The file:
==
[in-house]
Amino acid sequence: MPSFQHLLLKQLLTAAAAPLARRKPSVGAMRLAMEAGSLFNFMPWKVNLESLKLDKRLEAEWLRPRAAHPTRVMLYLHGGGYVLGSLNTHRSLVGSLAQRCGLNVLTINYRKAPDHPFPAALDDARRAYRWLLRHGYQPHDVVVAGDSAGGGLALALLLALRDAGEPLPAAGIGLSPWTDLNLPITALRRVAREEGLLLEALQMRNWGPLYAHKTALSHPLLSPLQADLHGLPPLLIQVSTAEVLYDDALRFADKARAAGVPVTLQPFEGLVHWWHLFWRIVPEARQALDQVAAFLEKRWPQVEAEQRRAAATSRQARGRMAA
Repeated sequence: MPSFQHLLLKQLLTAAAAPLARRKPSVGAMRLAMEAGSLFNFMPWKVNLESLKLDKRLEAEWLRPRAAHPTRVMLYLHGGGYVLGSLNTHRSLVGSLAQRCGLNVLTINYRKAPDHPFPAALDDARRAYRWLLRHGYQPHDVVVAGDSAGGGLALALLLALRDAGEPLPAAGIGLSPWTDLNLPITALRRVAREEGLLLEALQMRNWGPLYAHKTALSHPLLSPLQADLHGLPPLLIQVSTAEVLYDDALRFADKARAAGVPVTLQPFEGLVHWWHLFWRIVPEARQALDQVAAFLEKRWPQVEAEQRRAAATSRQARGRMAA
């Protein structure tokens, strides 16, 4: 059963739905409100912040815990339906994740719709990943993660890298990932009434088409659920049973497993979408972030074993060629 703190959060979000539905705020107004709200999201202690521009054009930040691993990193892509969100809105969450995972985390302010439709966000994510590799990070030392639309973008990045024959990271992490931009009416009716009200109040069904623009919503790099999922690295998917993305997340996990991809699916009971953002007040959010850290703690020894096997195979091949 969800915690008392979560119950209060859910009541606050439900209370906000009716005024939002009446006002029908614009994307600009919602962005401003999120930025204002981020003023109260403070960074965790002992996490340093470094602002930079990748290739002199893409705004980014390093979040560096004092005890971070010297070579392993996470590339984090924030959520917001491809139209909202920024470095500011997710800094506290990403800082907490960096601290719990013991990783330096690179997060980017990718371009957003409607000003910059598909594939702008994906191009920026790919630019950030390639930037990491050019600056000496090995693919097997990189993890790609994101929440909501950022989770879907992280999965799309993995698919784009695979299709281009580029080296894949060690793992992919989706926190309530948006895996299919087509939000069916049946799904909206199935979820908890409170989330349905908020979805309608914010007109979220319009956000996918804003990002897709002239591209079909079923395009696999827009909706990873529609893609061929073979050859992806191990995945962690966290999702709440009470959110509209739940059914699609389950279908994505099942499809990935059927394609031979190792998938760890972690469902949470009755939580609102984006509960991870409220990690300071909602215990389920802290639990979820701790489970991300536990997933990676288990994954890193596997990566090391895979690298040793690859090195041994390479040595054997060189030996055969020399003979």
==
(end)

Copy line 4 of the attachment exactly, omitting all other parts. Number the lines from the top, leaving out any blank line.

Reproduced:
């Protein structure tokens, strides 16, 4: 059963739905409100912040815990339906994740719709990943993660890298990932009434088409659920049973497993979408972030074993060629 703190959060979000539905705020107004709200999201202690521009054009930040691993990193892509969100809105969450995972985390302010439709966000994510590799990070030392639309973008990045024959990271992490931009009416009716009200109040069904623009919503790099999922690295998917993305997340996990991809699916009971953002007040959010850290703690020894096997195979091949 969800915690008392979560119950209060859910009541606050439900209370906000009716005024939002009446006002029908614009994307600009919602962005401003999120930025204002981020003023109260403070960074965790002992996490340093470094602002930079990748290739002199893409705004980014390093979040560096004092005890971070010297070579392993996470590339984090924030959520917001491809139209909202920024470095500011997710800094506290990403800082907490960096601290719990013991990783330096690179997060980017990718371009957003409607000003910059598909594939702008994906191009920026790919630019950030390639930037990491050019600056000496090995693919097997990189993890790609994101929440909501950022989770879907992280999965799309993995698919784009695979299709281009580029080296894949060690793992992919989706926190309530948006895996299919087509939000069916049946799904909206199935979820908890409170989330349905908020979805309608914010007109979220319009956000996918804003990002897709002239591209079909079923395009696999827009909706990873529609893609061929073979050859992806191990995945962690966290999702709440009470959110509209739940059914699609389950279908994505099942499809990935059927394609031979190792998938760890972690469902949470009755939580609102984006509960991870409220990690300071909602215990389920802290639990979820701790489970991300536990997933990676288990994954890193596997990566090391895979690298040793690859090195041994390479040595054997060189030996055969020399003979």